Centenary appeal for relatives of heroes of bloodiest battle
An appeal is being made to find relatives of the men who lost their lives in one of the bloodiest battles of the First World War.
Almost 1,000 men from the Tyneside Scottish brigade of the Northumberland Fusiliers died on the first day of the Battle of the Somme, which saw the heaviest loss of life in a single day's fighting in British military history.
An estimated 940 men from the brigade perished on July 1,1916, and another 1,600 were wounded, when the regiment went over the top to attack German lines in the direction of the village of Contalmaison.
Now almost 100 years later, an appeal is going out to find relatives of the men who died ahead of a special centenary event, on Sunday, July 10, in Bedlington, where many of the brigade's 5,000 men were recruited.
The service, following a parade in the town, will take place at St Cuthbert's Church at 3pm and is organised by the Tyneside Scottish Branch of the Royal Artillery Association, in conjunction with St Cuthbert's, Northumberland County Council and supported by West Bedlington Town Council.
County Councillor, Dave Ledger, the council’s Armed Forces champion, said: "The parade and service will recognise the enormous sacrifice and bravery of the men who were involved in the fighting at the Somme and the families who waited anxiously for news of their loved ones.
"Whole towns were transformed by the agony of the First World War and the loss of so many young lives, so I think it’s hugely important to mark this occasion. We are proud to be working alongside the Tyneside Scottish branch on what is likely to be a very poignant day."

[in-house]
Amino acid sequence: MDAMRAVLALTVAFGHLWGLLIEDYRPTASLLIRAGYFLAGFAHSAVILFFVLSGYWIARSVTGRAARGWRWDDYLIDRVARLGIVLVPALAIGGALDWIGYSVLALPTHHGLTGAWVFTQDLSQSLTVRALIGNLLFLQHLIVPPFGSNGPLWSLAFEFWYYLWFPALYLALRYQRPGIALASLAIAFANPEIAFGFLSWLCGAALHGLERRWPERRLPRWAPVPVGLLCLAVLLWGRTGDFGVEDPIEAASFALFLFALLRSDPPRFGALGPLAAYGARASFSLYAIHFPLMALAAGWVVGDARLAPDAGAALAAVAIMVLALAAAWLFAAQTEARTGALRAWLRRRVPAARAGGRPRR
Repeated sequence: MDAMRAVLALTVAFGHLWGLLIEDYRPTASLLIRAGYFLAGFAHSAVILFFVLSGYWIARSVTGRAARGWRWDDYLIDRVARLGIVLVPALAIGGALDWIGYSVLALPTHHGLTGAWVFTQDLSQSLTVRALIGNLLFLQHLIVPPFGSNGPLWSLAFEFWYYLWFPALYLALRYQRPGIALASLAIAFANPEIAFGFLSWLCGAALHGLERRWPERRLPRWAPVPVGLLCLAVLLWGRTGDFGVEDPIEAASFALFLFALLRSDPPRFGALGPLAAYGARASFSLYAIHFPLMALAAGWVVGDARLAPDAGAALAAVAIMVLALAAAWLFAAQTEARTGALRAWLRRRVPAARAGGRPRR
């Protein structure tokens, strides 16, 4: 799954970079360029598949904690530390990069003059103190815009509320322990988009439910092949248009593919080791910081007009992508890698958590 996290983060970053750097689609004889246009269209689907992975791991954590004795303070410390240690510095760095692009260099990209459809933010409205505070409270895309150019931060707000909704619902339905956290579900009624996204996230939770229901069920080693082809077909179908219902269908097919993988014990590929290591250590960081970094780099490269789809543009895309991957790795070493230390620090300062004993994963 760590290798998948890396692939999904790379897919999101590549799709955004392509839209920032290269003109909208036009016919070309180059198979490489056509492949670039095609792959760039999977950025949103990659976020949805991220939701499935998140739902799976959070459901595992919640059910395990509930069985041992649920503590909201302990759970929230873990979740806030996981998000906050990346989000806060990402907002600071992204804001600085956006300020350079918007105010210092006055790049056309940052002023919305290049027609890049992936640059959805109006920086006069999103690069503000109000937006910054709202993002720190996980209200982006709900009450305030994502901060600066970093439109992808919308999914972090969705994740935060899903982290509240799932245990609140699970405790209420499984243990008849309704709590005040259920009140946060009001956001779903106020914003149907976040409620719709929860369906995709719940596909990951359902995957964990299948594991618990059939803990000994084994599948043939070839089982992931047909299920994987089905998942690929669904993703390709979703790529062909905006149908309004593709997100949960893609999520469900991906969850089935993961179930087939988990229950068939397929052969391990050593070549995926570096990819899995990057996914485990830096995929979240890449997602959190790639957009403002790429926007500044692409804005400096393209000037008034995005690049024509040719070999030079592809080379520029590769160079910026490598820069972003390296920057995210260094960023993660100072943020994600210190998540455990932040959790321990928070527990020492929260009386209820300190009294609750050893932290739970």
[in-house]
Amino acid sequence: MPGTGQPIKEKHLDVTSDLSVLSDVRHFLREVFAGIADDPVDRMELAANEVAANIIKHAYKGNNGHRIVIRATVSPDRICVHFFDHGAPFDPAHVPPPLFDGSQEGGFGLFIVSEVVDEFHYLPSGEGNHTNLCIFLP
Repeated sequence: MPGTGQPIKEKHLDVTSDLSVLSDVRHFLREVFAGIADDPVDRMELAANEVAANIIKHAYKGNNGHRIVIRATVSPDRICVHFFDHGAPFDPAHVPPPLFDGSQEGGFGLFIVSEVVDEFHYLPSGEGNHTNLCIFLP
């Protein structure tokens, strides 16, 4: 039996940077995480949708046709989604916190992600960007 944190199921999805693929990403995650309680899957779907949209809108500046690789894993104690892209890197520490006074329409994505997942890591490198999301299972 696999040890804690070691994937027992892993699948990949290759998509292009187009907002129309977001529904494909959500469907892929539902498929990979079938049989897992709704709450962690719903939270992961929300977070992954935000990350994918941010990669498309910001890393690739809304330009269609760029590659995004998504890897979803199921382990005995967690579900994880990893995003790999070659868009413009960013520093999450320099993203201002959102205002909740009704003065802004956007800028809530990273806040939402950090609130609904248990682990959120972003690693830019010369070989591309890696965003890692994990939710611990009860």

Many of those recruited were employed in the mining industry and signed up as a Pals unit - men who worked together, lived in the same street, joined up together, fought together and ultimately died together.
The coal companies (Bedlington and Netherton) commissioned memorial boards, with the names of 418 men who paid the ultimate price and these are displayed in the Memorial Chapel in St Cuthbert's, together with the Colours of the Second Battalion, of which the church is the proud custodian. It was presented to the Battalion on the Town Moor on July 10 1920, was paraded to the church and has remained there ever since.
Michael Eldridge, on behalf of the planning group said: "Many of the men who fought and died with The Tyneside Scottish during the battle were from Bedlington. We at St Cuthbert’'s are pleased to work with the Tyneside Scottish Association, with whom we have a strong bond, to commemorate this momentous occasion, to recognise the sacrifice made by men from the community. We would also like to acknowledge the important part being played by Northumberland County Council in arranging this event and the support which we hope to receive from West Bedlington Town Council.
"St Cuthbert’s Church would have been the centre of the community’s grief and commemoration, as the families supported each other in the aftermath of the battle, and we believe it is appropriate that the church should once again be the focal point for the centenary celebrations."
The planning group is keen to hear from anyone who has any family or historic connection with the events of 1916, which could be used in the presentation of this special occasion. Email Michael Eldridge at [email protected] if you have anything to share.